"Beyond Blastoff: Surviving in Space," An interactive exhibit that allows you to immerse yourself into the life of an astronaut to experience the mixture of exhilaration, adventure and confinement that is living and working in space.  

"Chabot Observatories: A View to the Stars," Explore the history of the Chabot observatories and how its historic telescopes are used today. Daytime visitors can virtually operate a telescope, experiment with mirrors and lenses to understand how telescopes create images of distant objects and travel through more than a century of Chabot's history via multimedia kiosks, historical images and artifact displays.  


"Daytime Telescope Viewing," Saturday and Sunday, 11 a.m.-5 p.m. View the sun, the moon and the planets through the telescopes during the day. Free with general admission. 

"Galaxy Explorers Hands-On Fun," Saturday, noon-4 p.m. The Galaxy Explorers lead a variety of fun, hands-on activities, such as examining real spacesuits, creating galaxy flipbooks, learning about telescopes, minerals and skulls and making your own comet. Free with general admission. 

"Live Daytime Planetarium Show," Saturdays, 2:30 p.m. Ride through real-time constellations, stars and planets with Chabot's full-dome digital projection system. 

Center Admission: $14.95; $10.95 children 3-12; free children under 3; $3 discount for seniors and students. Telescope viewing only: free. Wednesday-Thursday, 10 a.m.-5 p.m.; Friday-Saturday, 10 a.m.-10 p.m.; Sunday, 11 a.m.-5 p.m.; Also open on Tuesdays 10 a.m.-5 p.m. after June 29. 10000 Skyline Blvd., Oakland. (510) 336-7300,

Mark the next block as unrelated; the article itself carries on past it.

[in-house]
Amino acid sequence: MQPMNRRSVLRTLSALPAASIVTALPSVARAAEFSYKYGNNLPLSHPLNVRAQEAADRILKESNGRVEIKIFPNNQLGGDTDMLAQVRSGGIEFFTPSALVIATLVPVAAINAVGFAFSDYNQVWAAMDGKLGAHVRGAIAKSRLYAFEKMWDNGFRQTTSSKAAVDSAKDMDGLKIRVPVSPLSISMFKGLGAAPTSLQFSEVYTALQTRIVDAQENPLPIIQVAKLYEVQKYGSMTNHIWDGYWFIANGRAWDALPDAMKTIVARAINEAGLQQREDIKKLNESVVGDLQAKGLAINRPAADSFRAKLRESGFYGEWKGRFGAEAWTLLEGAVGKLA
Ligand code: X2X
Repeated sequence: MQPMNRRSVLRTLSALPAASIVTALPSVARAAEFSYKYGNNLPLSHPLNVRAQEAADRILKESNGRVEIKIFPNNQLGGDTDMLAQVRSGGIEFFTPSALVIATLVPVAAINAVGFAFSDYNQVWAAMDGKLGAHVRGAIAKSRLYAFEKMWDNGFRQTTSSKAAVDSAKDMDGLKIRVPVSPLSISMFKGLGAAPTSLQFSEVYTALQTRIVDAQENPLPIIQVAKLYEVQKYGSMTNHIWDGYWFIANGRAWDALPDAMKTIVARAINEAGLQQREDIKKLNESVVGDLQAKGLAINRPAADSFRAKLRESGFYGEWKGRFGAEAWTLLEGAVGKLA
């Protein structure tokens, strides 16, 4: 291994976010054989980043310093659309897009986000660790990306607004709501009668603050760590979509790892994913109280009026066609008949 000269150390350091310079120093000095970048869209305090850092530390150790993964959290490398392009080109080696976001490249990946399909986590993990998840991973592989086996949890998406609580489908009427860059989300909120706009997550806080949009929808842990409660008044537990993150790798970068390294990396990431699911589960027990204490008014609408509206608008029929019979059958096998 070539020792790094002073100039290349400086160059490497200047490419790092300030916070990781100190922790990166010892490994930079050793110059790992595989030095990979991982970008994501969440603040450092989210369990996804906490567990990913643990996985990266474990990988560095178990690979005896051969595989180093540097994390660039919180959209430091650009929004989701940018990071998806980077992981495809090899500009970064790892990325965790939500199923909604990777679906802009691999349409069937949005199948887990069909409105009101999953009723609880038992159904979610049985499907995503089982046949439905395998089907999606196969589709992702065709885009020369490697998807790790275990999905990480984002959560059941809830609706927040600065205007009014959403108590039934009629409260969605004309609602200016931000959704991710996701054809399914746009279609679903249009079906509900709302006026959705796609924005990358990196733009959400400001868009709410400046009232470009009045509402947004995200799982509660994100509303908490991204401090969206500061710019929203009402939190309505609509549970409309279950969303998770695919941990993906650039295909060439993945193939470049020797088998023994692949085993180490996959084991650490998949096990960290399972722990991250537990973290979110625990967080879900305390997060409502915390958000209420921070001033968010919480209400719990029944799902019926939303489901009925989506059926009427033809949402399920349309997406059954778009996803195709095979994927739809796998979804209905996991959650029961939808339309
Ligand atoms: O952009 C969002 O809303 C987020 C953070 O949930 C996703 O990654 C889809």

HABITOT CHILDREN'S MUSEUM A museum especially for children ages 7 and under. Highlights include "WaterWorks,'' an area with some unusual water toys, an Infant Tree for babies, a garden especially for toddlers, a child-scale grocery store and cafe, and a costume shop and stage for junior thespians. The museum also features a toy lending library.  


"Waterworks." A water play gallery with rivers, a pumping station and a water table, designed to teach about water.  

"Little Town Grocery and Cafe." Designed to create the ambience of shopping in a grocery store and eating in a restaurant.  

"Infant-Toddler Garden." A picket fence gated indoor area, which includes a carrot patch with wooden carrots to be harvested, a pretend pond and a butterfly mobile to introduce youngsters to the concept of food, gardening and agriculture.  

"Dramatic Arts Stage." Settings, backdrops and costumes coincide with seasonal events and holidays. Children can exercise their dramatic flair here.